Below is an interesting, if distinctly British, assessment of UK retailer Tesco’s expansion of its private brand portfolio, from the British trade magazine Marketing Week. In 2011 the retailer began to launch a set of private brands which they dubbed “Venture Brands”, the move was a dramatic addition to their portfolio strategy; which rested almost exclusively on the Tesco name and corresponding sub-brands. This strategy worked well for the retailer, who took advantage of weak national brands in the UK and their well-established retail brand to grow private brand penetration to levels, which make U.S. retailers green with envy.
However, the strategy is nothing new for U.S. retailers who have a long history of building brands that have potential beyond their own retail brand equities. Examples include iconic U.S. private brands like Craftsman and Kenmore at Sears, Lucerne at Safeway and Eight O’clock Coffee, which was sold by A&P in 2003 for at least $107.5 million to Gryphon Investors.
U.S. retailers should be cautious to interpret Tesco’s shifting sales and strategy as anything more than their own management and economic issues.
Where next for Tesco’s Venture Brands?
Do the brands Chokablok, Halo and Parioli ring any bells? Tesco’s venture brands were an attempt by the supermarket to become an FMCG (Fast Moving Consumer Goods) brand owner and were a big deal for the supermarket when they began to rollout in 2011, hailed by then CEO Philip Clarke’s as integral to its seven-part strategy.
Fast forward three- years and the supermarket’s current travails mean its attention is elsewhere.
The aim of Venture Brands, Clarke said at the time, was to create a house of brands that could take on premium offerings from companies such as Unilever and Procter & Gamble. The hope was that it would boost loyalty to Tesco by offering shopper products they couldn’t find anywhere else, giving people a reason to shop in its stores rather than at its rivals.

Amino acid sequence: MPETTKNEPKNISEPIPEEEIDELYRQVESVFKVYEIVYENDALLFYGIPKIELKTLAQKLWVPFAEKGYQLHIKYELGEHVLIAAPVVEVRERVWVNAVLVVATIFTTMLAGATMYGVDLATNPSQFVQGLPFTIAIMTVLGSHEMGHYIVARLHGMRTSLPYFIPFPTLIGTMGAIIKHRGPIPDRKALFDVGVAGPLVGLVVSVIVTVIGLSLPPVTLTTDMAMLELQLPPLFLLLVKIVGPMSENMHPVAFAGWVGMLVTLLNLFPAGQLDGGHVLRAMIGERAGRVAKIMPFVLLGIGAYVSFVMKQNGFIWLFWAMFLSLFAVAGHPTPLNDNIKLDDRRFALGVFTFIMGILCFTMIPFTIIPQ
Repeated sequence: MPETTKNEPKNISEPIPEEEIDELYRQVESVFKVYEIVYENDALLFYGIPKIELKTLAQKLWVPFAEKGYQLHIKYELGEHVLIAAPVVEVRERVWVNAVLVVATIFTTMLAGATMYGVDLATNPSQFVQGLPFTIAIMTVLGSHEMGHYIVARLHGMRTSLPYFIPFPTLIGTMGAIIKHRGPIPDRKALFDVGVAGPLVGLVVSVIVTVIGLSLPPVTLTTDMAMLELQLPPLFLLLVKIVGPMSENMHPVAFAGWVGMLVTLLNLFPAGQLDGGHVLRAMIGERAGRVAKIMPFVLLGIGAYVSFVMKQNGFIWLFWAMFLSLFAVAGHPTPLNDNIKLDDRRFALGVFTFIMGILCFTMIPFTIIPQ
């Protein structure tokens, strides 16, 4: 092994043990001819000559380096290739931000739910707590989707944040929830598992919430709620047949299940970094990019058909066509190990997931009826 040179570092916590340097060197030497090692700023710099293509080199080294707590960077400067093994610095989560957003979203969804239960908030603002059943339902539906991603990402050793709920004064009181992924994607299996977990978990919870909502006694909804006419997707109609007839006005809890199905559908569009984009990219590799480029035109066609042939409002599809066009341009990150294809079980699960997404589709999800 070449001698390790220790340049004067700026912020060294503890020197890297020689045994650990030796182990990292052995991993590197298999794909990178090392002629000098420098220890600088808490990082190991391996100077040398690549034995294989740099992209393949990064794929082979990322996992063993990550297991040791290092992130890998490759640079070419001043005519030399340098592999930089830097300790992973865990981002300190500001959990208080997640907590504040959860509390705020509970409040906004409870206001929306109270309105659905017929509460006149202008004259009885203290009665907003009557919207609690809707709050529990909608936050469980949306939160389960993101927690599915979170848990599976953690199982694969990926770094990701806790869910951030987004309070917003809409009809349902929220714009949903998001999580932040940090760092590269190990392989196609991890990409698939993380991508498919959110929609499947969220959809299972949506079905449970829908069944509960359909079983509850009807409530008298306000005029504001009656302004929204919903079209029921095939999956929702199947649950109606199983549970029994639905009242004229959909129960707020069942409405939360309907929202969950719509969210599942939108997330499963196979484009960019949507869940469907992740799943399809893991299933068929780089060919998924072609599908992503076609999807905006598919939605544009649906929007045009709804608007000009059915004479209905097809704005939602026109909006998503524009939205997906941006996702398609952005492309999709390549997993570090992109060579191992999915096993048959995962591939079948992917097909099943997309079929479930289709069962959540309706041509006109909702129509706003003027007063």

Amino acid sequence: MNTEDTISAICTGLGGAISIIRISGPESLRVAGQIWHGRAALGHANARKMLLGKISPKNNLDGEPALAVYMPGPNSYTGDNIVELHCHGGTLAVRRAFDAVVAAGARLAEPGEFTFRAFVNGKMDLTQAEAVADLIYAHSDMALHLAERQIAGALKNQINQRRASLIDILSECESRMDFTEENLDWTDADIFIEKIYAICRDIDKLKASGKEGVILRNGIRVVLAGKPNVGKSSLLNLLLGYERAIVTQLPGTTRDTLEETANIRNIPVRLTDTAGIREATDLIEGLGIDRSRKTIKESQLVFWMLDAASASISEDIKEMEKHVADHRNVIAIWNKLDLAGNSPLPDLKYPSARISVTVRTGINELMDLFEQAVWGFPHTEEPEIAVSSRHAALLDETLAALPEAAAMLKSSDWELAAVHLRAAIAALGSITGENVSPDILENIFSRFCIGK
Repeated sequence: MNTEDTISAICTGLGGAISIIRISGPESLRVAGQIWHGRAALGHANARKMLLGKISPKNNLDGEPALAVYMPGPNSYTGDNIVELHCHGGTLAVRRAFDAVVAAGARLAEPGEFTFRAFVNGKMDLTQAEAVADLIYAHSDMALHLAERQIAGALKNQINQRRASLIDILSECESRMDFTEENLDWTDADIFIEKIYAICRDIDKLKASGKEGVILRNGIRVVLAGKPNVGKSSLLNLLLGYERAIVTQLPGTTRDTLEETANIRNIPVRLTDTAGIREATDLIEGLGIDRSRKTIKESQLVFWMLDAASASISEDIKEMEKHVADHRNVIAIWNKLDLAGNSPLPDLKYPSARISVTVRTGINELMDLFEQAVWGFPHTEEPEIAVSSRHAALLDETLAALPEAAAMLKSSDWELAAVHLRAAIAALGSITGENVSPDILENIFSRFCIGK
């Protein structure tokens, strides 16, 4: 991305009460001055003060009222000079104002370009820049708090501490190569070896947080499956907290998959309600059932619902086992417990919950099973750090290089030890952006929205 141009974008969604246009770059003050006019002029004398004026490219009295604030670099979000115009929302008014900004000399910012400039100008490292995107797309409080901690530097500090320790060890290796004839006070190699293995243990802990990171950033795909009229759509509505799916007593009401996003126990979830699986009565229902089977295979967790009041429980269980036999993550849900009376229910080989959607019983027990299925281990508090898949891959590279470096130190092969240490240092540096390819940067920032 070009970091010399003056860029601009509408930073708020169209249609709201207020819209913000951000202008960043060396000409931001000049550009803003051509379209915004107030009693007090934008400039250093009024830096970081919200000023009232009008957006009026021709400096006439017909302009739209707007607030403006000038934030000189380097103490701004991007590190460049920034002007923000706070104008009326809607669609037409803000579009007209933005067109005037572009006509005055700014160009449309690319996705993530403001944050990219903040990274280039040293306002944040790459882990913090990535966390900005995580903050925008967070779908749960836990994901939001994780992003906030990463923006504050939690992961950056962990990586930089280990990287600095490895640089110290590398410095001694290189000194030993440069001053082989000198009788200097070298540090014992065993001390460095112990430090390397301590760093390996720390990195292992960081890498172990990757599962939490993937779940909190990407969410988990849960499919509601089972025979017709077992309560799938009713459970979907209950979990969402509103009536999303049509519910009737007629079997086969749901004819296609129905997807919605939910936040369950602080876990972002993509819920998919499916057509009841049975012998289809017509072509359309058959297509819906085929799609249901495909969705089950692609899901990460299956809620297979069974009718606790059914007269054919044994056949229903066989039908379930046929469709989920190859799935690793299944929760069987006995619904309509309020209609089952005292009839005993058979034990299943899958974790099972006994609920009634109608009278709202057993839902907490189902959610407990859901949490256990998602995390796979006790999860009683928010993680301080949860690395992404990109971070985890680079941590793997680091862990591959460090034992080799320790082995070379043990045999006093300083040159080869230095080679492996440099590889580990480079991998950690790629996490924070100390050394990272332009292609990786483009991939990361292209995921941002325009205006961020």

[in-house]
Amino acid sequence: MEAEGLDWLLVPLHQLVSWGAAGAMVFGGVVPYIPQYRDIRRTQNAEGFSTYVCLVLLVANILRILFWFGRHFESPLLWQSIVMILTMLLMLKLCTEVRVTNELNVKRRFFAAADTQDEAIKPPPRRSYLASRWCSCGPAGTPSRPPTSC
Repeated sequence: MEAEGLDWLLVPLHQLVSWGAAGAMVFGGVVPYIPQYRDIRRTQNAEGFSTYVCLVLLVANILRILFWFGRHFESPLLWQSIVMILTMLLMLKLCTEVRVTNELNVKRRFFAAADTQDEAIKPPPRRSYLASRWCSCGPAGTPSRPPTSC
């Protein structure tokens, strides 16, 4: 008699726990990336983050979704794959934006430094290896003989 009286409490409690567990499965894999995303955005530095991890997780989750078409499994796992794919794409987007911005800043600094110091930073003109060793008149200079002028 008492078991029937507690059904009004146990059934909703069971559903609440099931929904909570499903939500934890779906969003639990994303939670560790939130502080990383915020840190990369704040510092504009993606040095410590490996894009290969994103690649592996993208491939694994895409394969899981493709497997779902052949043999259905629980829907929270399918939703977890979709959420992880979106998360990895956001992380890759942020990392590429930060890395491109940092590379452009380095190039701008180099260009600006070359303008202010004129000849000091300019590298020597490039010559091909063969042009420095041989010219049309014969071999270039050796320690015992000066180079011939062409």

Natalie Berg, analyst at Planet Retail, said the logic made sense at the time, with the supermarket needing to offer points of difference in a “homogenous market” where they all offered the same brands.
Using Tesco’s firepower to move into FMCG
At the time Tesco was posting strong sales, with annual revenues across the group up 8.2 per cent. Clarke was keen to maintain that growth while stamping his own name on Tesco.
Ramping up standalone brand ranges, where Tesco had seen success with clothing range F&F and electronics brand Technika, seemed a logical strategic move.
The hope was that Chockablok ice-cream would take on Häagen-Dazs. The New York Soup Company would knock back New Covent Garden soups and the Carousel toy brand would overtake Fisher Price.
However, since then Tesco’s fortunes have changed for the worse. It posted its worst results in two decades earlier this year and sales are slumping, down 3.8 per cent according to the latest Kantar Worldpanel figures.
Clarke is now out and will be replaced by Unilever’s Dave Lewis, with the hope his experience in branding can help lead Tesco out of its funk. So what of the venture brands?